If your backcountry skiing boots fit out of the box, you are blessed. If they heat mold and fit good you’re okay — or? I’ve had quite a bit of trouble with heat mold liners over the years. They never get snug enough around my ankle and seem to shrink and become more roomy once they cool after molding.
|Victims of cruel experimental exploitation.|
A few months ago we got a convection oven specifically for boot molding. I cooked a few liners as test boots came in and was never totally happy with the results. So a few days ago I went crazy and molded five pairs of liners for the same pair of shells, and experimented with how to get the things snug.
Molding without socks was a no-brainer to get a tighter fit, but doing so didn’t totally solve the problem. Next step was to eliminate the toe cap that shims the liner out while molding so you get more toe room. Instead, I just taped a wad of duct tape on the end of my big toe, put a spacer between little toe and the one next to it, and called it good. Huge difference. Turned out even the standard toe cap was causing my boots to mold with way too much room in the front. (Proceed with care if you try this, as the toe area can end up too tight and you’ll get cold feet or bruised toenails. Mine are almost too tight, but are packing out with use.)
Next, how to get the overall fit tighter? My theory was that my liners were getting “over molded,” in effect being packed out before even skiing them. I did a couple of things to prevent this, and it all worked. First, I slowed down a bit when transferring the liner from the oven to the boot and getting my foot into the boot, on the notion that allowing the liner to cool off a bit would prevent it from getting so squished. No need to hurry as I’d been taught for years by boot fitters. Next, I only kept my bare foot in the boot and hot liner for two or three minutes, and after removing my foot I immediately yanked the liner from the shell so it wouldn’t sit there getting packed in by the shell as it cooled.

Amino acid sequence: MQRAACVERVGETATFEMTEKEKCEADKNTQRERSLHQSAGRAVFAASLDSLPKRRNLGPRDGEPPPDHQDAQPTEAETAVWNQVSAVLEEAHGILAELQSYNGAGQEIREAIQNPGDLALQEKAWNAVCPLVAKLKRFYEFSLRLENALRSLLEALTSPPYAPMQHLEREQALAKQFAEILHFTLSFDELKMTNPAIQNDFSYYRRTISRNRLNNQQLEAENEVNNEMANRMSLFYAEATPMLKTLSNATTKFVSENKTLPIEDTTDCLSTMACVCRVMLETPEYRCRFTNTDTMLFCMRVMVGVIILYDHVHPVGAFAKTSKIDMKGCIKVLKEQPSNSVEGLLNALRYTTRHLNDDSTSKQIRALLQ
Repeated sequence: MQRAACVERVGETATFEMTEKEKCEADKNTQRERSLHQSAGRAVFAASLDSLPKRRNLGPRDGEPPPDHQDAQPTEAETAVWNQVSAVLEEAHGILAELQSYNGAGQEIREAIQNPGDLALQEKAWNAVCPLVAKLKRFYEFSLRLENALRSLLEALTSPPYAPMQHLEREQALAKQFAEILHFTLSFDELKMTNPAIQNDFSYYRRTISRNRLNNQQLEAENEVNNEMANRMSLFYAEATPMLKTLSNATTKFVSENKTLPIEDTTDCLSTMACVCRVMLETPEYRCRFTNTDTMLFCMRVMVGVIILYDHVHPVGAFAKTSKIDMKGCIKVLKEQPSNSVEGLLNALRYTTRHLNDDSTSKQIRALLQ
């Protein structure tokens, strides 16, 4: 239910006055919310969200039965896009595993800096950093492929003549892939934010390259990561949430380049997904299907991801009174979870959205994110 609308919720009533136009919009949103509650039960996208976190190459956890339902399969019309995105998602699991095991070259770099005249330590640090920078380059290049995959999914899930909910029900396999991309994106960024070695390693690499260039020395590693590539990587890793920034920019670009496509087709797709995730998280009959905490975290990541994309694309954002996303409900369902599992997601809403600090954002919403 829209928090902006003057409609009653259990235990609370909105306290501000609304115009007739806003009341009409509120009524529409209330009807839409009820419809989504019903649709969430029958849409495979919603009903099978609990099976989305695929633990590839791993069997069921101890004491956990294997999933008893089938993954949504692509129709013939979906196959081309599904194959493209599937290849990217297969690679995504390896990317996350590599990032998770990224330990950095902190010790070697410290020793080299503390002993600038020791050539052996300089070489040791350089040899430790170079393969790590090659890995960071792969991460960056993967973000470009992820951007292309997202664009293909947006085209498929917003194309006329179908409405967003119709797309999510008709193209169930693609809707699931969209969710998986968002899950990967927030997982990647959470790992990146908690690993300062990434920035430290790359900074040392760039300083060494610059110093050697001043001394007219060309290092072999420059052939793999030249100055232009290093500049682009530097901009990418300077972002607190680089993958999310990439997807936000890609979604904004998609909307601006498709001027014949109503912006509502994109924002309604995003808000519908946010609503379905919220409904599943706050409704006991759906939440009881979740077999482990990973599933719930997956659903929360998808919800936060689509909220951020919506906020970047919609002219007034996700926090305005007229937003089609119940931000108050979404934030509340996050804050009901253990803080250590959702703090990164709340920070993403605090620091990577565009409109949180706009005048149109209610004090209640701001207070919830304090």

Tips: Wearing garden/work gloves (ones with the little grippy rubber buttons on the palm) helps you manipulate the hot liners with confidence, and prevents scrapes and cuts while arranging the liner in the boot so the overlap is correct. If fitting with bare feet, use foot powder or a nylon stocking foot on your feet so they slide into the heated liners without catching.
Prior to this, I’ve been snugging up my liners by spot blasting with a heat gun. I’ve had mixed results with this, and it’s bad for the liners because it uses up your heat/mold/cool cycles. I still ended up heat gunning the ankle area of my newly molded liners, but the need for this was minimal compared to past moldings.
In all, a fun rest day after three backcountry ski days in a row — and now my boots fit better!
Boot model note: I was fitting a pair of Scarpa Matrix. While molding I noticed my thicker left leg (it was broken, long story) ended up with more forward lean than my skinny right leg. I’d noticed this while skiing, and had thought about correcting with a shim behind my calf. The Matrix has adjustable forward lean. A few turns with a hex wrench, and my legs are in harmony. This fine tuned forward lean is a nicely executed and truly excellent feature of Scarpa AT backcountry skiing boots.
WildSnow.com publisher emeritus and founder Lou (Louis Dawson) has a 50+ years career in climbing, backcountry skiing and ski mountaineering. He was the first person in history to ski down all 54 Colorado 14,000-foot peaks, has authored numerous books about about backcountry skiing, and has skied from the summit of Denali in Alaska, North America’s highest mountain.